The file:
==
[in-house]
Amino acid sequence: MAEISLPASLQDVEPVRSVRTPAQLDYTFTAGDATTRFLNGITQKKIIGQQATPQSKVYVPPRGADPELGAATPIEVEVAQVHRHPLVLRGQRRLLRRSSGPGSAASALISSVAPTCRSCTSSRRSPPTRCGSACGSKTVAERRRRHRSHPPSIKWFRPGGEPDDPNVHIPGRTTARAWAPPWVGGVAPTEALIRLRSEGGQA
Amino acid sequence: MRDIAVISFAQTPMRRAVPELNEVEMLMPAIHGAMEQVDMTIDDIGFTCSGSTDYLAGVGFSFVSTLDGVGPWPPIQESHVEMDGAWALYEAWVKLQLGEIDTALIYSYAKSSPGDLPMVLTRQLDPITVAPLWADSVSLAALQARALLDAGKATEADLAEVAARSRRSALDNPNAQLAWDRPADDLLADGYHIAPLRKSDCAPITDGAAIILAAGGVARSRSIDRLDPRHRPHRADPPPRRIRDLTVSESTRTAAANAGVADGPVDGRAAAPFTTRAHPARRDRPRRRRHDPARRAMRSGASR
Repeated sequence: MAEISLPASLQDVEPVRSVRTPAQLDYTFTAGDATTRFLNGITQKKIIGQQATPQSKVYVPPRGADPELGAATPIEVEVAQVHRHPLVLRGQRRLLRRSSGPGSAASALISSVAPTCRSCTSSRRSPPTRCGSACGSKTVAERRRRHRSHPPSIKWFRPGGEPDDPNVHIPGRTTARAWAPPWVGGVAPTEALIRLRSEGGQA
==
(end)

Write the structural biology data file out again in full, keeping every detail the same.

[in-house]
Amino acid sequence: MAEISLPASLQDVEPVRSVRTPAQLDYTFTAGDATTRFLNGITQKKIIGQQATPQSKVYVPPRGADPELGAATPIEVEVAQVHRHPLVLRGQRRLLRRSSGPGSAASALISSVAPTCRSCTSSRRSPPTRCGSACGSKTVAERRRRHRSHPPSIKWFRPGGEPDDPNVHIPGRTTARAWAPPWVGGVAPTEALIRLRSEGGQA
Amino acid sequence: MRDIAVISFAQTPMRRAVPELNEVEMLMPAIHGAMEQVDMTIDDIGFTCSGSTDYLAGVGFSFVSTLDGVGPWPPIQESHVEMDGAWALYEAWVKLQLGEIDTALIYSYAKSSPGDLPMVLTRQLDPITVAPLWADSVSLAALQARALLDAGKATEADLAEVAARSRRSALDNPNAQLAWDRPADDLLADGYHIAPLRKSDCAPITDGAAIILAAGGVARSRSIDRLDPRHRPHRADPPPRRIRDLTVSESTRTAAANAGVADGPVDGRAAAPFTTRAHPARRDRPRRRRHDPARRAMRSGASR
Repeated sequence: MAEISLPASLQDVEPVRSVRTPAQLDYTFTAGDATTRFLNGITQKKIIGQQATPQSKVYVPPRGADPELGAATPIEVEVAQVHRHPLVLRGQRRLLRRSSGPGSAASALISSVAPTCRSCTSSRRSPPTRCGSACGSKTVAERRRRHRSHPPSIKWFRPGGEPDDPNVHIPGRTTARAWAPPWVGGVAPTEALIRLRSEGGQA